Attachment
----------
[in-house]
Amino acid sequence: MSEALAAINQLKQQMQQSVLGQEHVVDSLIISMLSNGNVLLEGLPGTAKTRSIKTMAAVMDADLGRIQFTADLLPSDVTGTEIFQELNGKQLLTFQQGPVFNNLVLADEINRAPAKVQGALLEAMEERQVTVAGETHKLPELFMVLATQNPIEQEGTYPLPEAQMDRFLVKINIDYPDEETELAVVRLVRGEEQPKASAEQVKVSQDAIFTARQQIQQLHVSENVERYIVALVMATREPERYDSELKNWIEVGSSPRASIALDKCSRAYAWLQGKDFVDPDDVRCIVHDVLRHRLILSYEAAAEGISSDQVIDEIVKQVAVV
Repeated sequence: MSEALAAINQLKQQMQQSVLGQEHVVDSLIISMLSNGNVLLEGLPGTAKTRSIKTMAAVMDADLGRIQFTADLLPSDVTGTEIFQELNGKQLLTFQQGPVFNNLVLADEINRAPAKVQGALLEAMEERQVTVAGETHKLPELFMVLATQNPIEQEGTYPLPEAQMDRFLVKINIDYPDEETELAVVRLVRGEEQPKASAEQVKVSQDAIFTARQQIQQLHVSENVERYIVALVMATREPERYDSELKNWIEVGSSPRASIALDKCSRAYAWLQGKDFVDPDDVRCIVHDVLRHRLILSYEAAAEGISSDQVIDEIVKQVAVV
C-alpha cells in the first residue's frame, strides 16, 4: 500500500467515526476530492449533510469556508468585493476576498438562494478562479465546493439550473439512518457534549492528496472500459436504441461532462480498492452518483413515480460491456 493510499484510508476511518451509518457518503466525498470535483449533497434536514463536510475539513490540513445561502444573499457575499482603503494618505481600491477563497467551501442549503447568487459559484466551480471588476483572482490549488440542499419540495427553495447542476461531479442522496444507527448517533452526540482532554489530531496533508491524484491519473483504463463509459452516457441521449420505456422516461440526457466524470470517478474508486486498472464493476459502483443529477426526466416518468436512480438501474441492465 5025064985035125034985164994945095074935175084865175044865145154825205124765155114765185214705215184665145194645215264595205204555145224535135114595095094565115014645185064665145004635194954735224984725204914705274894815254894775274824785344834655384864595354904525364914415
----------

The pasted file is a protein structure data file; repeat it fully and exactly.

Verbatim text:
[in-house]
Amino acid sequence: MSEALAAINQLKQQMQQSVLGQEHVVDSLIISMLSNGNVLLEGLPGTAKTRSIKTMAAVMDADLGRIQFTADLLPSDVTGTEIFQELNGKQLLTFQQGPVFNNLVLADEINRAPAKVQGALLEAMEERQVTVAGETHKLPELFMVLATQNPIEQEGTYPLPEAQMDRFLVKINIDYPDEETELAVVRLVRGEEQPKASAEQVKVSQDAIFTARQQIQQLHVSENVERYIVALVMATREPERYDSELKNWIEVGSSPRASIALDKCSRAYAWLQGKDFVDPDDVRCIVHDVLRHRLILSYEAAAEGISSDQVIDEIVKQVAVV
Repeated sequence: MSEALAAINQLKQQMQQSVLGQEHVVDSLIISMLSNGNVLLEGLPGTAKTRSIKTMAAVMDADLGRIQFTADLLPSDVTGTEIFQELNGKQLLTFQQGPVFNNLVLADEINRAPAKVQGALLEAMEERQVTVAGETHKLPELFMVLATQNPIEQEGTYPLPEAQMDRFLVKINIDYPDEETELAVVRLVRGEEQPKASAEQVKVSQDAIFTARQQIQQLHVSENVERYIVALVMATREPERYDSELKNWIEVGSSPRASIALDKCSRAYAWLQGKDFVDPDDVRCIVHDVLRHRLILSYEAAAEGISSDQVIDEIVKQVAVV
C-alpha cells in the first residue's frame, strides 16, 4: 500500500467515526476530492449533510469556508468585493476576498438562494478562479465546493439550473439512518457534549492528496472500459436504441461532462480498492452518483413515480460491456 493510499484510508476511518451509518457518503466525498470535483449533497434536514463536510475539513490540513445561502444573499457575499482603503494618505481600491477563497467551501442549503447568487459559484466551480471588476483572482490549488440542499419540495427553495447542476461531479442522496444507527448517533452526540482532554489530531496533508491524484491519473483504463463509459452516457441521449420505456422516461440526457466524470470517478474508486486498472464493476459502483443529477426526466416518468436512480438501474441492465 5025064985035125034985164994945095074935175084865175044865145154825205124765155114765185214705215184665145194645215264595205204555145224535135114595095094565115014645185064665145004635194954735224984725204914705274894815254894775274824785344834655384864595354904525364914415